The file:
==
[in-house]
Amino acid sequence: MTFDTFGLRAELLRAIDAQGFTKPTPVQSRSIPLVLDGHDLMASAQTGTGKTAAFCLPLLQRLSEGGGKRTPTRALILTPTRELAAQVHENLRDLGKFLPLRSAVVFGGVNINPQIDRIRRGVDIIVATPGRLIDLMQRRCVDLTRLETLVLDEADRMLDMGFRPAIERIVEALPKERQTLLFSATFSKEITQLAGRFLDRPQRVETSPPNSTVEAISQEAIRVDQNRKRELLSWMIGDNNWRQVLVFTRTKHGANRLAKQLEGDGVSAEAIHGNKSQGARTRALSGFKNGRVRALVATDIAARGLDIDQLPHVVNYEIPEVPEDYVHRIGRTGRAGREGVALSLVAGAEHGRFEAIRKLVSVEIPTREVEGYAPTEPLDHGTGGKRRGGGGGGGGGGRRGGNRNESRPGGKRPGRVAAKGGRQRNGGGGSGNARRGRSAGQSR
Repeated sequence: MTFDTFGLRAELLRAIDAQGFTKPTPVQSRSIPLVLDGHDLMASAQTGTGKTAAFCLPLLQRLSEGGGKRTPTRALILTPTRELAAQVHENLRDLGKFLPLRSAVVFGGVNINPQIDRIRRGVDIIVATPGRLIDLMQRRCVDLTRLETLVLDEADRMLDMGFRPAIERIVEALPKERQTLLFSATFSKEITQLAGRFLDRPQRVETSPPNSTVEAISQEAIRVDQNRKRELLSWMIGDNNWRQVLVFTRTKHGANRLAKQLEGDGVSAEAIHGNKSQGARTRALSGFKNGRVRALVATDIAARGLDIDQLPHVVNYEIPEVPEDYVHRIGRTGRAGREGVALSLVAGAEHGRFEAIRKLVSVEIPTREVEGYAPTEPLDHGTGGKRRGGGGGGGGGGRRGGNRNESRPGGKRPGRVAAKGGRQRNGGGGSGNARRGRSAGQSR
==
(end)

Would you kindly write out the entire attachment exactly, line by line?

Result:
[in-house]
Amino acid sequence: MTFDTFGLRAELLRAIDAQGFTKPTPVQSRSIPLVLDGHDLMASAQTGTGKTAAFCLPLLQRLSEGGGKRTPTRALILTPTRELAAQVHENLRDLGKFLPLRSAVVFGGVNINPQIDRIRRGVDIIVATPGRLIDLMQRRCVDLTRLETLVLDEADRMLDMGFRPAIERIVEALPKERQTLLFSATFSKEITQLAGRFLDRPQRVETSPPNSTVEAISQEAIRVDQNRKRELLSWMIGDNNWRQVLVFTRTKHGANRLAKQLEGDGVSAEAIHGNKSQGARTRALSGFKNGRVRALVATDIAARGLDIDQLPHVVNYEIPEVPEDYVHRIGRTGRAGREGVALSLVAGAEHGRFEAIRKLVSVEIPTREVEGYAPTEPLDHGTGGKRRGGGGGGGGGGRRGGNRNESRPGGKRPGRVAAKGGRQRNGGGGSGNARRGRSAGQSR
Repeated sequence: MTFDTFGLRAELLRAIDAQGFTKPTPVQSRSIPLVLDGHDLMASAQTGTGKTAAFCLPLLQRLSEGGGKRTPTRALILTPTRELAAQVHENLRDLGKFLPLRSAVVFGGVNINPQIDRIRRGVDIIVATPGRLIDLMQRRCVDLTRLETLVLDEADRMLDMGFRPAIERIVEALPKERQTLLFSATFSKEITQLAGRFLDRPQRVETSPPNSTVEAISQEAIRVDQNRKRELLSWMIGDNNWRQVLVFTRTKHGANRLAKQLEGDGVSAEAIHGNKSQGARTRALSGFKNGRVRALVATDIAARGLDIDQLPHVVNYEIPEVPEDYVHRIGRTGRAGREGVALSLVAGAEHGRFEAIRKLVSVEIPTREVEGYAPTEPLDHGTGGKRRGGGGGGGGGGRRGGNRNESRPGGKRPGRVAAKGGRQRNGGGGSGNARRGRSAGQSR